India stands behind 161 nations, including Pakistan, as it is yet to ratify the 30-year-old United Nations’ Convention Against Torture by making a law on it despite signing it way back in 1997. It may sound bizarre, but India is among the only nine countries worldwide which are yet to ratify this crucial convention, an essential condition for a signatory state to ratify the international human rights treaty. This fact has been taken strong note of by the Supreme Court which has asked the government why it was not making at least a “good faith commitment” about its intention to legislate in the matter.
“We do understand that the legislative process can take time, but tell us why can’t you (Centre) make a ‘good faith commitment’ on the law before us,” a bench headed by Chief Justice J S Khehar said. “This is an extremely important issue in the national interest and moreover, there is no conflict,” the bench, also comprising Justices D Y Chandrachud and SK Kaul, said.
The remarks were made when Congress leader and former Law Minister Ashwani Kumar pointed out that India was among the only nine nations left in the world which have not yet ratified the treaty despite signing it. ‘The Convention against Torture and Other Cruel, Inhuman or Degrading Treatment or Punishment’, also known as United Nations Convention against Torture, is an international human rights treaty aimed to prevent torture and other acts of cruel, inhuman or degrading treatment around the world.
Solicitor General Ranjit Kumar, appearing for the Centre, sought some time on the ground that some states are yet to be consulted before a fresh bid is made to legislate. The top court said “it is nice to say that we are committed to the treaty, but there has to be a law”. The Solicitor General had referred to the fact that the Bill on torture was moved in 2010 in Lok Sabha by the erstwhile UPA-II regime, a process in which Kumar, former law minister and senior advocate, was a part. But the legislation had lapsed.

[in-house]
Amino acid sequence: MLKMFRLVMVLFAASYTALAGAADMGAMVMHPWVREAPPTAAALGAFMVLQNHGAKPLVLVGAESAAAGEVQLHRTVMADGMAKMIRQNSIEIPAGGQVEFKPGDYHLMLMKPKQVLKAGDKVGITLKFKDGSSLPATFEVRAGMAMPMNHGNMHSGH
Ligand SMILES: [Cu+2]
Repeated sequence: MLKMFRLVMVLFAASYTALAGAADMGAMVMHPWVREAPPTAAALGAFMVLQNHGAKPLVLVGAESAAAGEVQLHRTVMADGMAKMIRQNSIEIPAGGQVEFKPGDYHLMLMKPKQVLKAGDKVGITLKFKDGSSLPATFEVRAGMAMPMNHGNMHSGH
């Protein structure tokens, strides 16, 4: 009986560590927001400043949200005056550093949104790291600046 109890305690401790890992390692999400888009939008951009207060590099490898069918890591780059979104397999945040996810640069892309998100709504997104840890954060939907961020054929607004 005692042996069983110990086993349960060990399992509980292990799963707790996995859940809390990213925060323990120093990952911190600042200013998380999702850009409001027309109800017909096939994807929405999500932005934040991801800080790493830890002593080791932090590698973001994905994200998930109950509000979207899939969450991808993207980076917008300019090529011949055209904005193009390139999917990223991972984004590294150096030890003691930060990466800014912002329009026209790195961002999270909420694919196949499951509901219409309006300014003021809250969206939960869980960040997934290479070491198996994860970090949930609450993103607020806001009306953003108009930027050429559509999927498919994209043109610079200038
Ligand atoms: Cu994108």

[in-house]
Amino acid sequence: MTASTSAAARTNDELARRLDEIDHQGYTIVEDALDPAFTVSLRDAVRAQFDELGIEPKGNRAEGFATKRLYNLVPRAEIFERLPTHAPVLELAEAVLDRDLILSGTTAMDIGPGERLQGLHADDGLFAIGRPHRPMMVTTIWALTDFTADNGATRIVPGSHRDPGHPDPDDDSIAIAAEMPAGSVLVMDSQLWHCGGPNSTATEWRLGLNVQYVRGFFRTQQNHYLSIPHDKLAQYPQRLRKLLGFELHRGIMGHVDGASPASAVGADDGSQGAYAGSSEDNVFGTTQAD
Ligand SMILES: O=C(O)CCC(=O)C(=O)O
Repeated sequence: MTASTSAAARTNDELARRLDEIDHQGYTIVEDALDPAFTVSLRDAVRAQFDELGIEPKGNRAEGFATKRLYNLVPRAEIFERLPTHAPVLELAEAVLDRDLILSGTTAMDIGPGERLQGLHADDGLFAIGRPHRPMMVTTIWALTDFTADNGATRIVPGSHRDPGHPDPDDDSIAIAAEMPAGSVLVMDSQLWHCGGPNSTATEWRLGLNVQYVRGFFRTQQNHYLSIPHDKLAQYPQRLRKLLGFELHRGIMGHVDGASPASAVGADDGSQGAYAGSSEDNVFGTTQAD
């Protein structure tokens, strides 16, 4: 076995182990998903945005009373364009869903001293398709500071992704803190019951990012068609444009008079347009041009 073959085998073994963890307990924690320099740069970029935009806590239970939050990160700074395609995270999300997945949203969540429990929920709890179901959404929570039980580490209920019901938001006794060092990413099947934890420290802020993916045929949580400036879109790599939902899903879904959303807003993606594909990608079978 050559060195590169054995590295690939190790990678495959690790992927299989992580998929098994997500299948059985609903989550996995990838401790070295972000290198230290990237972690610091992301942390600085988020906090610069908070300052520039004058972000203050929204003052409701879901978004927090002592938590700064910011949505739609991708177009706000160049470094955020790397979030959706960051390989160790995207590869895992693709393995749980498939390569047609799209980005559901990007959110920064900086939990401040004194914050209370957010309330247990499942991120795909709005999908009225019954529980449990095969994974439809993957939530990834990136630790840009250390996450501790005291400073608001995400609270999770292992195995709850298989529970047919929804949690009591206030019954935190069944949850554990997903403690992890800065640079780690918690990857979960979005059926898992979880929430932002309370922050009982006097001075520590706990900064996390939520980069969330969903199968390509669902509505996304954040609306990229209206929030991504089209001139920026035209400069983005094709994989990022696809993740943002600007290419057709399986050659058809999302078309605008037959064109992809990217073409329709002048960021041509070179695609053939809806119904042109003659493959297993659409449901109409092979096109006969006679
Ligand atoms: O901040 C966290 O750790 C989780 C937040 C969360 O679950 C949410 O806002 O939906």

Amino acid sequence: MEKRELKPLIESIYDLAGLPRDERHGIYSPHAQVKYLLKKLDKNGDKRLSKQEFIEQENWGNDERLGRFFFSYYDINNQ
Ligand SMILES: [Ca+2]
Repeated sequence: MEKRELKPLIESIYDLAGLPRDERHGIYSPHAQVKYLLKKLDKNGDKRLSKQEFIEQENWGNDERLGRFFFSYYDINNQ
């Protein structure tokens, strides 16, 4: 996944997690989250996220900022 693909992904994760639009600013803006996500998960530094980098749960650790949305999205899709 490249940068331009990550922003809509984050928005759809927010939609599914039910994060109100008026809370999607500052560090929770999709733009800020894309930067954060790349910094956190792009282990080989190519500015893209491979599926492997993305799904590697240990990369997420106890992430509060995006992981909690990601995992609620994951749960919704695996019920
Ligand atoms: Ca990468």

To this, the bench had said, “it has to be non-partisan. This is an important issue.” The government had earlier told the bench that Kumar cannot seek a direction to the Centre to legislate as the issue fell under the domain of the Executive and the Legislature. The senior Congress leader, in his PIL, has sought directions to frame an effective law on the issue and empower agencies like NHRC with necessary enforcement capabilities and mechanisms to implement its orders and directions.
The convention was adopted by the United Nations General Assembly (UNGA) on December 10, 1984 and came into force on June 26, 1987 after being ratified by 20 nations. India, which became a signatory on October 14, 1997, is yet to ratify the global human rights treaty, ratified by over 160 nations like Pakistan and Afghanistan, as it has not yet enacted the law on torture. The Convention needs nations to take effective steps to prevent torture in any territory under their jurisdiction and forbids them to send citizens to any country where they believe that the transported persons may be tortured.